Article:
Inflammatory myofibroblastic tumors of the urinary tract: A clinicopathologic study of 46 cases, including a malignant example inflammatory fibrosarcoma and a subset associated with high-grade urothelial carcinoma

Elizabeth A. Montgomery, Dawn D. Shuster, Ashlie L. Burkart, Jose M. Esteban, Anita Sgrignoli, Lori Elwood, David J. Vaughn, Constance A. Griffin, Jonathan I. Epstein

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167 Scopus citations


Inflammatory myofibroblastic tumor (IMT) of the urinary tract, also termed postoperative spindle cell nodule, inflammatory pseudotumor, and pseudosarcomatous fibromyxoid tumor, is rare and in the past was believed to reflect diverse entities. We reviewed a series of 46 IMTs arising in the ureter, bladder, and prostate, derived primarily from a large consultation practice. There were 30 male and 16 females aged 3 to 89 years (mean 53.6). Lesions were 1.2 to 12 cm (mean 4.2). There was a history of recent prior instrumentation in 8 cases. Morphology was similar to that previously described for IMT occurring in this region, with the exception of 1 case that focally appeared sarcomatous. Polypoid cystitis coexisted in 5 patients (11%). Mitoses were typically scant (0 to 20/10 hpf, mean 1). Necrosis was seen in 14 (30%) cases. Invasion of the muscularis propria was documented in 19 (41%). By immunohistochemistry (IHC), lesions at least focally expressed anaplastic lymphoma kinase (ALK) (20/35, 57%), AE1/3 (25/34, 73%), CAM5.2 (10/15, 67%), CK18 (6/6, 100%), actin (23/25, 92%), desmin (15/19, 79%), calponin (6/7, 86%), caldesmon (4/7, 57%, rare cells), p53 (10/13, 77%), and most lacked S100 (0/14), CD34 (0/13), CD117 (2/13, 15%), CD21 (0/5), and CD23 (0/3). ALK gene alterations were detected by fluorescence in situ hybridization (FISH) in 13/18 (72%) tested cases, including 2 with prior instrumentation; 13/18 (72%) showed agreement between FISH ALK results and ALK protein results by IHC. Most bladder IMTs were managed locally, but partial cystectomy was performed as the initial management in 7 cases and cystectomy in 1 (1 IMT was initially misinterpreted as carcinoma, 1 IMT was found incidentally as a separate lesion in a cystectomy specimen performed for urothelial carcinoma). Follow-up was available in 32 cases (range 3 to 120 mo; mean 33; median 24). There were 10 patients with recurrences (2 with 2 recurrences). Recurrences were unassociated with muscle invasion or with ALK alterations. In 2 cases, tumors of the urinary tract (TURs) showing IMT preceded (1 and 2 mo, respectively) TURs showing sarcomatoid carcinoma with high-grade invasive urothelial carcinoma accompanied with separate fragments of IMT. Even on re-review the IMT in these 2 cases were morphologically indistinguishable from other cases of IMT, with FISH demonstrating ALK alterations in the IMT areas in one of them. Both these patients died of their carcinomas. Lastly, there was 1 tumor with many morphological features of IMT and an ALK rearrangement, yet overtly sarcomatous. This case arose postirradiation for prostate cancer 4 years before the development of the lesion, with tumor recurrence at 4 months and death from intra-abdominal metastatic disease at 9 months. In summary, urinary tract IMTs are rare and share many features with counterparts in other sites, displaying similar morphology and immunogenotypic features whether de novo or postinstrumentation. Typical IMTs can be locally aggressive, sometimes requiring radical surgical resection, but none of our typical cases metastasized, although they can rarely arise contemporaneously with sarcomatoid urothelial carcinomas. For these reasons, close follow-up is warranted.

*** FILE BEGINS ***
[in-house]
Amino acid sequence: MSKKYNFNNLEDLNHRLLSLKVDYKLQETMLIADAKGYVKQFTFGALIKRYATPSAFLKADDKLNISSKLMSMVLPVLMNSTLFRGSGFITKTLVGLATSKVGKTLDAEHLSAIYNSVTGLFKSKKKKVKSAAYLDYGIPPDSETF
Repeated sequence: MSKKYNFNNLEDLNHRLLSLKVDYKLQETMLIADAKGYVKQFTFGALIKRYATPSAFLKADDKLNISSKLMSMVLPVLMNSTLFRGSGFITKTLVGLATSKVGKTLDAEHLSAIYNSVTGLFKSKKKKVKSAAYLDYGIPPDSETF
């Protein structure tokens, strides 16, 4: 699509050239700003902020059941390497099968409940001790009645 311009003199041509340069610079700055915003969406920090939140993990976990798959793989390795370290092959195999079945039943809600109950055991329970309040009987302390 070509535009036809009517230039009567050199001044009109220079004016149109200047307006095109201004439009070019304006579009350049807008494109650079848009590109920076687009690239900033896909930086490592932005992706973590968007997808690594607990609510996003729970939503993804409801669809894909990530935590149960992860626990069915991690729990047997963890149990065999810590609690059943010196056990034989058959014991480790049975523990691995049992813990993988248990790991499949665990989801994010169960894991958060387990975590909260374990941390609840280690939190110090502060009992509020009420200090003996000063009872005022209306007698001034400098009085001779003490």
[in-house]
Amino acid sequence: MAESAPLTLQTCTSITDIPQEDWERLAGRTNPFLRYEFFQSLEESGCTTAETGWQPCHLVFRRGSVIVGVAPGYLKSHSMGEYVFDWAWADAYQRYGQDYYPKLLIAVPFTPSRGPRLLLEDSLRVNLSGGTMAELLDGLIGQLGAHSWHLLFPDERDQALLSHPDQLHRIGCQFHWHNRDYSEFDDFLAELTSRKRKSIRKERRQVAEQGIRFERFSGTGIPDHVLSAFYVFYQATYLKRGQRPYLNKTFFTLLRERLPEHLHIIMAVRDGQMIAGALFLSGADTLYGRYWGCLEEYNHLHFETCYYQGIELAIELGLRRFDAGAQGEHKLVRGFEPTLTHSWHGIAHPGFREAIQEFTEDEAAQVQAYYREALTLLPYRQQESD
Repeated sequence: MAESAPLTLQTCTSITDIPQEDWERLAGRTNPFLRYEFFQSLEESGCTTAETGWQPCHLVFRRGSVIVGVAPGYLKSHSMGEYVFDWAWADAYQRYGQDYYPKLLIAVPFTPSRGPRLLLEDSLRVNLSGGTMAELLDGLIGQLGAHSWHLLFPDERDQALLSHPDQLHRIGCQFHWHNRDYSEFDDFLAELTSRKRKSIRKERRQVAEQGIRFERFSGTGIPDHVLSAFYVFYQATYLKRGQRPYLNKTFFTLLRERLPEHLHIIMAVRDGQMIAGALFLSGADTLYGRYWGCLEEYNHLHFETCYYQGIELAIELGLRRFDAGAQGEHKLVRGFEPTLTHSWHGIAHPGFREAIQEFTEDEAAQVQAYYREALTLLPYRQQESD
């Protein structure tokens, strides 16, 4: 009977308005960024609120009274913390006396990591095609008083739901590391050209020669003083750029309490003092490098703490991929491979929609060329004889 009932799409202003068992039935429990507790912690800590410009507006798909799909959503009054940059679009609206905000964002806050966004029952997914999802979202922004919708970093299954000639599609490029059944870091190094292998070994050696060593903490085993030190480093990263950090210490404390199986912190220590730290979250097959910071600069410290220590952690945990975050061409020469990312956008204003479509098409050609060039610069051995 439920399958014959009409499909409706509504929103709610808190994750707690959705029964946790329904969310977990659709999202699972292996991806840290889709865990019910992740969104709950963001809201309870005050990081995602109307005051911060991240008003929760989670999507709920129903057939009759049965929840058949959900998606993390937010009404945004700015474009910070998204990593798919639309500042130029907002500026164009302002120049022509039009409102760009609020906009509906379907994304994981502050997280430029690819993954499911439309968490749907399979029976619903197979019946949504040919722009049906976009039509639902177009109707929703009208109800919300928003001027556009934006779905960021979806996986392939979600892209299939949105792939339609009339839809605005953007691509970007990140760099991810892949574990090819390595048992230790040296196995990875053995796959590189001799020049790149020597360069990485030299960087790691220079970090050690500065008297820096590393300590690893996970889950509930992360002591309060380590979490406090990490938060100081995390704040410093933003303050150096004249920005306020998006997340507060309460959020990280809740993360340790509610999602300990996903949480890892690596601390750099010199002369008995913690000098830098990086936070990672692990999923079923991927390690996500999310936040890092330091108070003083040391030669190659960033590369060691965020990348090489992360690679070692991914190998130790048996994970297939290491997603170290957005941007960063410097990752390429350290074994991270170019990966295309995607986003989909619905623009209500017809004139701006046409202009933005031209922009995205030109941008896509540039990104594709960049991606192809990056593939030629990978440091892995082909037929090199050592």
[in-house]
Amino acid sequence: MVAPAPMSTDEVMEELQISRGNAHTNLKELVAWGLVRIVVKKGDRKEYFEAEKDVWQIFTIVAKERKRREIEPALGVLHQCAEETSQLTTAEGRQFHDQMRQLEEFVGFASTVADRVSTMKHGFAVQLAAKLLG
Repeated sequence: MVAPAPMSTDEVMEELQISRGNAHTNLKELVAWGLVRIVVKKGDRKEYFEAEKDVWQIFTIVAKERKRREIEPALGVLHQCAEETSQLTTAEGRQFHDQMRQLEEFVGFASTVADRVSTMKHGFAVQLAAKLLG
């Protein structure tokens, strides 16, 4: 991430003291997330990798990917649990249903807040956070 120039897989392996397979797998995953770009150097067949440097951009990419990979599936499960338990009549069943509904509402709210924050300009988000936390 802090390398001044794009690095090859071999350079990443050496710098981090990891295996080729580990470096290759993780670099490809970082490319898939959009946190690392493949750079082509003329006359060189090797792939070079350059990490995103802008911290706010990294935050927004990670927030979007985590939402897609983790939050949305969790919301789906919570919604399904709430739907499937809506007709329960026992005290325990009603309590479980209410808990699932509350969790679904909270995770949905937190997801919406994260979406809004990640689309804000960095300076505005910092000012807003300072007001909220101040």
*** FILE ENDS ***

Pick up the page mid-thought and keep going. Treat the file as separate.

Original languageEnglish (US)
Pages (from-to)1502-1512
Number of pages11
JournalAmerican Journal of Surgical Pathology
Issue number12
StatePublished - Dec 1 2006


  • ALK
  • Bladder
  • FISH
  • Inflammatory myofibroblastic tumor
  • Pseudosarcoma
  • Sarcoma
  • Urinary tract

ASJC Scopus subject areas

  • Anatomy
  • Surgery
  • Pathology and Forensic Medicine


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